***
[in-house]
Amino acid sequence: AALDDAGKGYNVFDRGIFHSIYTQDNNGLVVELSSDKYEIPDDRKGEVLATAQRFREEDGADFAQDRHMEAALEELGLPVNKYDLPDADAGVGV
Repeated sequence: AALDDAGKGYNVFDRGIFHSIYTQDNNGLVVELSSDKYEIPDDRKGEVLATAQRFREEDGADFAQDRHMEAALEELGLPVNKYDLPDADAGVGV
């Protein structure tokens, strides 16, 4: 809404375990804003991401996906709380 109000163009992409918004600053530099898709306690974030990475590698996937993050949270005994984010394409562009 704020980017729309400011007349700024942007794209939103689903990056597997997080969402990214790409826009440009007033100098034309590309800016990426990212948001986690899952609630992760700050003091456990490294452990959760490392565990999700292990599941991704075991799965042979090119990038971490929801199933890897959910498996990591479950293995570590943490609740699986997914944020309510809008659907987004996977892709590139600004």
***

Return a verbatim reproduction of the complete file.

[in-house]
Amino acid sequence: AALDDAGKGYNVFDRGIFHSIYTQDNNGLVVELSSDKYEIPDDRKGEVLATAQRFREEDGADFAQDRHMEAALEELGLPVNKYDLPDADAGVGV
Repeated sequence: AALDDAGKGYNVFDRGIFHSIYTQDNNGLVVELSSDKYEIPDDRKGEVLATAQRFREEDGADFAQDRHMEAALEELGLPVNKYDLPDADAGVGV
């Protein structure tokens, strides 16, 4: 809404375990804003991401996906709380 109000163009992409918004600053530099898709306690974030990475590698996937993050949270005994984010394409562009 704020980017729309400011007349700024942007794209939103689903990056597997997080969402990214790409826009440009007033100098034309590309800016990426990212948001986690899952609630992760700050003091456990490294452990959760490392565990999700292990599941991704075991799965042979090119990038971490929801199933890897959910498996990591479950293995570590943490609740699986997914944020309510809008659907987004996977892709590139600004």